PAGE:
Rank City (Airport) Passengers Carriers
1 Atlanta, GA 594,000 AirTran, Delta, Southwest
2 Detroit, MI 252,000 Delta, Spirit
3 Charlotte, NC 251,000 American Airlines, US Airways
4 Chicago, IL (O'Hare) 246,000 American, Spirit, United
5 Boston, MA 220,000 AirTran, JetBlue, Spirit
6 Minneapolis/St. Paul, MN 202,000 Delta, Spirit, Southwest, Sun Country
7 Newark, NJ 187,000 JetBlue, United
8 Chicago, IL (Midway) 155,000 AirTran, Southwest
9 Baltimore, MD 154,000 Southwest
10 Dallas/Fort Worth, TX 152,000 American, Spirit
Busiest international routes from Fort Myers January-June, (2014) [10]
Rank Airport Passengers Carriers
1 Toronto 133,534 Air Canada, WestJet
2 Düsseldorf, Germany 39,891 Air Berlin
3 Montréal 5,713 Air Canada
4 Ottawa 4,165 WestJet
Busiest airlines at Fort Myers
(December 2013 – November 2014)
[11]
Rank Airline Share
1 Delta 22.3%
2 Southwest 18.6%
3 JetBlue 12.3%
4 American Airlines 11.4%
5 United 8.6%

Accidents and incidents[edit]

  • November 28, 2007 – A single-engine fixed wing aircraft crashed about 9:20 a.m. one mile (1.6 km) west of Runway 6. The crash killed the pilot. This is the first reported crash on airport property.[12]
  • April 13, 2009 – A Beech King Air 200 (N559DW) was carrying four passengers when the pilot went unconscious and later died. Doug White, a passenger, was guided into the airport by air traffic controller Brian Norton, assisted by controller Dan Favio. It was later reported that White was a single engine private pilot with about 130 hours of experience in single engine aircraft. All passengers aboard survived and the plane was not damaged.[13]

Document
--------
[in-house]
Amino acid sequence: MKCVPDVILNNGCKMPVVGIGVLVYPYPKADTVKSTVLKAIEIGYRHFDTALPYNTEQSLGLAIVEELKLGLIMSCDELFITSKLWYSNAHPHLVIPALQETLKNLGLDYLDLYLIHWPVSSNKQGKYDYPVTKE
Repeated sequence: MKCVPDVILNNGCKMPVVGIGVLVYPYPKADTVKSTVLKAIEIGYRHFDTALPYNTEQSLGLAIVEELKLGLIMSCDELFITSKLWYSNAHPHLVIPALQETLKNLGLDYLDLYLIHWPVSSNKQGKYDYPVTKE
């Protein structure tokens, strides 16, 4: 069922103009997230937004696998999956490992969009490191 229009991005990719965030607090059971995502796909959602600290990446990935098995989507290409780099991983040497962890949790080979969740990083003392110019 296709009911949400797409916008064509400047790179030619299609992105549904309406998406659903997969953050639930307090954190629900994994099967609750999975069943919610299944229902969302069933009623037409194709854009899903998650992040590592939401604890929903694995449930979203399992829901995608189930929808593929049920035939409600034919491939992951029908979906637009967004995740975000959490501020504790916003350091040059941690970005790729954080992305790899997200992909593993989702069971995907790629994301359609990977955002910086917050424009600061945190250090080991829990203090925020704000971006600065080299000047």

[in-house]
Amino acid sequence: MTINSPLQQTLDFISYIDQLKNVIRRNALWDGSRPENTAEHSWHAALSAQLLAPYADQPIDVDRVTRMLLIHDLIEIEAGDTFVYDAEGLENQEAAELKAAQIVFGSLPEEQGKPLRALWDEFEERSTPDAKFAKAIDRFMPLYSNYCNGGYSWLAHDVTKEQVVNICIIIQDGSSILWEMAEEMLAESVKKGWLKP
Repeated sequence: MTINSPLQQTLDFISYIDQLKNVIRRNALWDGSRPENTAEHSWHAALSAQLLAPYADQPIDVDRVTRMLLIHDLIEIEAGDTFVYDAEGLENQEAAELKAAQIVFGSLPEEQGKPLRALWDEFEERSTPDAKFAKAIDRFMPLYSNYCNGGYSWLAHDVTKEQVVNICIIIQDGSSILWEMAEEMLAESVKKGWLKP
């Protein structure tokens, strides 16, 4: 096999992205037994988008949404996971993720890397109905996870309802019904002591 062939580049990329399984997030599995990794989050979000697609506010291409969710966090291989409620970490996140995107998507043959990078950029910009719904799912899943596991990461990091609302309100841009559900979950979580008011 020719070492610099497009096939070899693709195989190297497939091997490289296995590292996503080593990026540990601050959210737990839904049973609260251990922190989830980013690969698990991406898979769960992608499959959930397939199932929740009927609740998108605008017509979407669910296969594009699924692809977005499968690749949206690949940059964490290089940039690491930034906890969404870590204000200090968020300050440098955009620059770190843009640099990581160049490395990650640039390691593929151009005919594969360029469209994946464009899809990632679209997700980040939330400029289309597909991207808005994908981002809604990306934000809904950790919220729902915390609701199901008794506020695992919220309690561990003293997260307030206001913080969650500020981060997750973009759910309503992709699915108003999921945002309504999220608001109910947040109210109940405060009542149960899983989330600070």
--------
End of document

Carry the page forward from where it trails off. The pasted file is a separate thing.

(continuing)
• On April 19, 2011, JetBlue Flight 464 bound for Boston Logan International Airport landed safely, then had its left wing clipped by a truck being escorted by an airline employee on a ramp, forcing the aircraft out of service.

See also[edit]

References[edit]

  1. ^ Davis, Rob (20 April 2006). "Airport Questions Answered". Voice of San Diego. Retrieved 17 March 2015. 
  2. ^ "Ready for Takeoff?". Southeast Construction. September 11, 2001. Retrieved July 20, 2012. 
  3. ^ [1]
  4. ^ [2][dead link]
  5. ^ [3]
  6. ^ [4]
  7. ^ "Southwest Florida International Airport". Flylcpa.com. Retrieved June 15, 2012. 
  8. ^ http://www.silverairways.com/more-information/travel-information/route-map
  9. ^ "RITA | BTS | Transtats". Transtats.bts.gov. Retrieved Apr 2015. 
  10. ^ http://www.dot.gov/office-policy/aviation-policy/us-international-passenger-data-year-datecalendar-year-2013
  11. ^ RITA | BTS | Transtats
  12. ^ [5][dead link]
  13. ^ "Passenger lands turboprop plane after pilot dies". CNN. April 13, 2009. 

External links[edit]